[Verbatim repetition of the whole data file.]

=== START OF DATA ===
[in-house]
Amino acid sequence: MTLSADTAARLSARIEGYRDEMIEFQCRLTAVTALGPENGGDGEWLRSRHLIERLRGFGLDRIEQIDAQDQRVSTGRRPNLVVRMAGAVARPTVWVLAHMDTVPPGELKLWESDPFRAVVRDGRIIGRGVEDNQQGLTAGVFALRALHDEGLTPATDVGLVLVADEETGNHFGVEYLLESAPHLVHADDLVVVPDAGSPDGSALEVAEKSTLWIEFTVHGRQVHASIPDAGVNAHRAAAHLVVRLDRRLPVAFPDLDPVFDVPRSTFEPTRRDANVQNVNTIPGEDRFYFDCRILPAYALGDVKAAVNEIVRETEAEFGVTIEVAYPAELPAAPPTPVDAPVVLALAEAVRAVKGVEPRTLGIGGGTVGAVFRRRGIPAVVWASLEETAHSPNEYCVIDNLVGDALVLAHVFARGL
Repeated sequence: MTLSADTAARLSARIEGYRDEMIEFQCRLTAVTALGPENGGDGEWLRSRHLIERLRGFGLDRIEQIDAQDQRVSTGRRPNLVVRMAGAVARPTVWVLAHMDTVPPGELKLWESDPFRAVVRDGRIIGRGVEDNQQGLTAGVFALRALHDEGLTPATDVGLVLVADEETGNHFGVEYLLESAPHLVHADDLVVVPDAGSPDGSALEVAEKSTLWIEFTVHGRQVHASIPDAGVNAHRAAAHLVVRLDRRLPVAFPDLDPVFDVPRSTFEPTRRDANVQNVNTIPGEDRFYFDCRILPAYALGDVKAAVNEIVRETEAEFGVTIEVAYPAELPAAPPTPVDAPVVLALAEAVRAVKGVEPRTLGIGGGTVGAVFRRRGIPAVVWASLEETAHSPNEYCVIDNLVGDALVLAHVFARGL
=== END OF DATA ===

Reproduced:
[in-house]
Amino acid sequence: MTLSADTAARLSARIEGYRDEMIEFQCRLTAVTALGPENGGDGEWLRSRHLIERLRGFGLDRIEQIDAQDQRVSTGRRPNLVVRMAGAVARPTVWVLAHMDTVPPGELKLWESDPFRAVVRDGRIIGRGVEDNQQGLTAGVFALRALHDEGLTPATDVGLVLVADEETGNHFGVEYLLESAPHLVHADDLVVVPDAGSPDGSALEVAEKSTLWIEFTVHGRQVHASIPDAGVNAHRAAAHLVVRLDRRLPVAFPDLDPVFDVPRSTFEPTRRDANVQNVNTIPGEDRFYFDCRILPAYALGDVKAAVNEIVRETEAEFGVTIEVAYPAELPAAPPTPVDAPVVLALAEAVRAVKGVEPRTLGIGGGTVGAVFRRRGIPAVVWASLEETAHSPNEYCVIDNLVGDALVLAHVFARGL
Repeated sequence: MTLSADTAARLSARIEGYRDEMIEFQCRLTAVTALGPENGGDGEWLRSRHLIERLRGFGLDRIEQIDAQDQRVSTGRRPNLVVRMAGAVARPTVWVLAHMDTVPPGELKLWESDPFRAVVRDGRIIGRGVEDNQQGLTAGVFALRALHDEGLTPATDVGLVLVADEETGNHFGVEYLLESAPHLVHADDLVVVPDAGSPDGSALEVAEKSTLWIEFTVHGRQVHASIPDAGVNAHRAAAHLVVRLDRRLPVAFPDLDPVFDVPRSTFEPTRRDANVQNVNTIPGEDRFYFDCRILPAYALGDVKAAVNEIVRETEAEFGVTIEVAYPAELPAAPPTPVDAPVVLALAEAVRAVKGVEPRTLGIGGGTVGAVFRRRGIPAVVWASLEETAHSPNEYCVIDNLVGDALVLAHVFARGL